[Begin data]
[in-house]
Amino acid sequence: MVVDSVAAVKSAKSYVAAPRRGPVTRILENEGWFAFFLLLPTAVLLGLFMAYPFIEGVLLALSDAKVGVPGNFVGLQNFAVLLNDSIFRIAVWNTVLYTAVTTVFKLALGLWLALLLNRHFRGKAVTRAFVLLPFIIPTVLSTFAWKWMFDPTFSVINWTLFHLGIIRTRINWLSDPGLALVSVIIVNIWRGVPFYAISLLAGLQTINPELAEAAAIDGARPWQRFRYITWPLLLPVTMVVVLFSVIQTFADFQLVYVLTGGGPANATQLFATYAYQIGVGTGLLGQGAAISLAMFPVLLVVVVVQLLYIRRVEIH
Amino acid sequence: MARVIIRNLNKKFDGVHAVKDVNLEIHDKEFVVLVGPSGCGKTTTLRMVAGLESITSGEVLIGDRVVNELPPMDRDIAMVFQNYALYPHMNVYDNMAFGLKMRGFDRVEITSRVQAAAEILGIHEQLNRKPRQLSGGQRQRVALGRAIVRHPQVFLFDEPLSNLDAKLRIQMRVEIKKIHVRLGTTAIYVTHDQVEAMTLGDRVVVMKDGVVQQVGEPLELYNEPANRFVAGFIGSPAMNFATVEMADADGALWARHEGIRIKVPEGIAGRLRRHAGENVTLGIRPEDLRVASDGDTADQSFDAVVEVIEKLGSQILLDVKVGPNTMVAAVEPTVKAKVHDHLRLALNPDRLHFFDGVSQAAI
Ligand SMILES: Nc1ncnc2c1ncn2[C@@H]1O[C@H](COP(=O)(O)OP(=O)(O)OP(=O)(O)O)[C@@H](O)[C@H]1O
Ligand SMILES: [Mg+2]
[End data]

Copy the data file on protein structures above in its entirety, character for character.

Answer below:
[in-house]
Amino acid sequence: MVVDSVAAVKSAKSYVAAPRRGPVTRILENEGWFAFFLLLPTAVLLGLFMAYPFIEGVLLALSDAKVGVPGNFVGLQNFAVLLNDSIFRIAVWNTVLYTAVTTVFKLALGLWLALLLNRHFRGKAVTRAFVLLPFIIPTVLSTFAWKWMFDPTFSVINWTLFHLGIIRTRINWLSDPGLALVSVIIVNIWRGVPFYAISLLAGLQTINPELAEAAAIDGARPWQRFRYITWPLLLPVTMVVVLFSVIQTFADFQLVYVLTGGGPANATQLFATYAYQIGVGTGLLGQGAAISLAMFPVLLVVVVVQLLYIRRVEIH
Amino acid sequence: MARVIIRNLNKKFDGVHAVKDVNLEIHDKEFVVLVGPSGCGKTTTLRMVAGLESITSGEVLIGDRVVNELPPMDRDIAMVFQNYALYPHMNVYDNMAFGLKMRGFDRVEITSRVQAAAEILGIHEQLNRKPRQLSGGQRQRVALGRAIVRHPQVFLFDEPLSNLDAKLRIQMRVEIKKIHVRLGTTAIYVTHDQVEAMTLGDRVVVMKDGVVQQVGEPLELYNEPANRFVAGFIGSPAMNFATVEMADADGALWARHEGIRIKVPEGIAGRLRRHAGENVTLGIRPEDLRVASDGDTADQSFDAVVEVIEKLGSQILLDVKVGPNTMVAAVEPTVKAKVHDHLRLALNPDRLHFFDGVSQAAI
Ligand SMILES: Nc1ncnc2c1ncn2[C@@H]1O[C@H](COP(=O)(O)OP(=O)(O)OP(=O)(O)O)[C@@H](O)[C@H]1O
Ligand SMILES: [Mg+2]